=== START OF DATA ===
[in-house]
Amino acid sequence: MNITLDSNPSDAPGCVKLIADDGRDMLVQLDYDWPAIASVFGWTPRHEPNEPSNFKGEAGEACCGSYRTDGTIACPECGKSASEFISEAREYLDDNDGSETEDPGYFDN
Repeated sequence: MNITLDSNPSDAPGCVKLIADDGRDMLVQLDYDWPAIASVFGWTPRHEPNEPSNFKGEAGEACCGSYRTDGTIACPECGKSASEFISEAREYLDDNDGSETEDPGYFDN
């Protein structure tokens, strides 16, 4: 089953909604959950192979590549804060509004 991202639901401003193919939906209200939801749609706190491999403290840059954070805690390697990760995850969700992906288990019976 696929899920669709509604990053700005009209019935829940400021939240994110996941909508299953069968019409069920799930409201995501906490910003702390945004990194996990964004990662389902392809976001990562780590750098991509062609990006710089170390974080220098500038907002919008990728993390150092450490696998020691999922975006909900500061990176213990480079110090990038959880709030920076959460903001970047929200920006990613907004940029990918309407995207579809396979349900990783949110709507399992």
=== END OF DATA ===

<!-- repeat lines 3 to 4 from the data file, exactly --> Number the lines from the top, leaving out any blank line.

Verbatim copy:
Repeated sequence: MNITLDSNPSDAPGCVKLIADDGRDMLVQLDYDWPAIASVFGWTPRHEPNEPSNFKGEAGEACCGSYRTDGTIACPECGKSASEFISEAREYLDDNDGSETEDPGYFDN
């Protein structure tokens, strides 16, 4: 089953909604959950192979590549804060509004 991202639901401003193919939906209200939801749609706190491999403290840059954070805690390697990760995850969700992906288990019976 696929899920669709509604990053700005009209019935829940400021939240994110996941909508299953069968019409069920799930409201995501906490910003702390945004990194996990964004990662389902392809976001990562780590750098991509062609990006710089170390974080220098500038907002919008990728993390150092450490696998020691999922975006909900500061990176213990480079110090990038959880709030920076959460903001970047929200920006990613907004940029990918309407995207579809396979349900990783949110709507399992």